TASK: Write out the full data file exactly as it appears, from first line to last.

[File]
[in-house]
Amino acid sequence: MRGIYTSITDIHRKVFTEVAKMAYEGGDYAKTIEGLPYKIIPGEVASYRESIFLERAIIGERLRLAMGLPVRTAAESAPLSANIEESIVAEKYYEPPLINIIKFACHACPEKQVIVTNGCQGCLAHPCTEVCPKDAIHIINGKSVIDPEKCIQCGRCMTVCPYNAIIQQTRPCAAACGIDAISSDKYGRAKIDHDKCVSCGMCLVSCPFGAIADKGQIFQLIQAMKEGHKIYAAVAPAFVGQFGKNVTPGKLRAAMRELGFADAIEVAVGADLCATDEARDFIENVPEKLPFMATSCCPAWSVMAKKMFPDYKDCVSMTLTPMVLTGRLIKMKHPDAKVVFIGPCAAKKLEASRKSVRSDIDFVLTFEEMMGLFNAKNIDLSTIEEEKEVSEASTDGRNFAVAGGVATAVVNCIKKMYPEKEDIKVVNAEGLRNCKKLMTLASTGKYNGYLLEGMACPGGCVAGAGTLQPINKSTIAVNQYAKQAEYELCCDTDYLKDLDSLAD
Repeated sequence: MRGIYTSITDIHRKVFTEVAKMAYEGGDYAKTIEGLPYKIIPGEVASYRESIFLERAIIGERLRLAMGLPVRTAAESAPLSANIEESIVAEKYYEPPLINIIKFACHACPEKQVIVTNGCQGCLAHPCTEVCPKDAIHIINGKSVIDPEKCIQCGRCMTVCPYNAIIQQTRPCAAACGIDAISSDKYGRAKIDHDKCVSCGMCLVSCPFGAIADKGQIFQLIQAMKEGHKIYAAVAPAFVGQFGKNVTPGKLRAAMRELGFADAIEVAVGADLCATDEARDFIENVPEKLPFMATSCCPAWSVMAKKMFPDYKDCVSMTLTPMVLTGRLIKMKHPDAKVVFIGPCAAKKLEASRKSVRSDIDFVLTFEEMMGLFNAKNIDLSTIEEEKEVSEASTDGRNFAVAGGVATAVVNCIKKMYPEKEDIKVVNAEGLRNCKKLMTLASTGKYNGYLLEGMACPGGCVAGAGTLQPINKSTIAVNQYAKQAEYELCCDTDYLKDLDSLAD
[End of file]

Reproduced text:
[in-house]
Amino acid sequence: MRGIYTSITDIHRKVFTEVAKMAYEGGDYAKTIEGLPYKIIPGEVASYRESIFLERAIIGERLRLAMGLPVRTAAESAPLSANIEESIVAEKYYEPPLINIIKFACHACPEKQVIVTNGCQGCLAHPCTEVCPKDAIHIINGKSVIDPEKCIQCGRCMTVCPYNAIIQQTRPCAAACGIDAISSDKYGRAKIDHDKCVSCGMCLVSCPFGAIADKGQIFQLIQAMKEGHKIYAAVAPAFVGQFGKNVTPGKLRAAMRELGFADAIEVAVGADLCATDEARDFIENVPEKLPFMATSCCPAWSVMAKKMFPDYKDCVSMTLTPMVLTGRLIKMKHPDAKVVFIGPCAAKKLEASRKSVRSDIDFVLTFEEMMGLFNAKNIDLSTIEEEKEVSEASTDGRNFAVAGGVATAVVNCIKKMYPEKEDIKVVNAEGLRNCKKLMTLASTGKYNGYLLEGMACPGGCVAGAGTLQPINKSTIAVNQYAKQAEYELCCDTDYLKDLDSLAD
Repeated sequence: MRGIYTSITDIHRKVFTEVAKMAYEGGDYAKTIEGLPYKIIPGEVASYRESIFLERAIIGERLRLAMGLPVRTAAESAPLSANIEESIVAEKYYEPPLINIIKFACHACPEKQVIVTNGCQGCLAHPCTEVCPKDAIHIINGKSVIDPEKCIQCGRCMTVCPYNAIIQQTRPCAAACGIDAISSDKYGRAKIDHDKCVSCGMCLVSCPFGAIADKGQIFQLIQAMKEGHKIYAAVAPAFVGQFGKNVTPGKLRAAMRELGFADAIEVAVGADLCATDEARDFIENVPEKLPFMATSCCPAWSVMAKKMFPDYKDCVSMTLTPMVLTGRLIKMKHPDAKVVFIGPCAAKKLEASRKSVRSDIDFVLTFEEMMGLFNAKNIDLSTIEEEKEVSEASTDGRNFAVAGGVATAVVNCIKKMYPEKEDIKVVNAEGLRNCKKLMTLASTGKYNGYLLEGMACPGGCVAGAGTLQPINKSTIAVNQYAKQAEYELCCDTDYLKDLDSLAD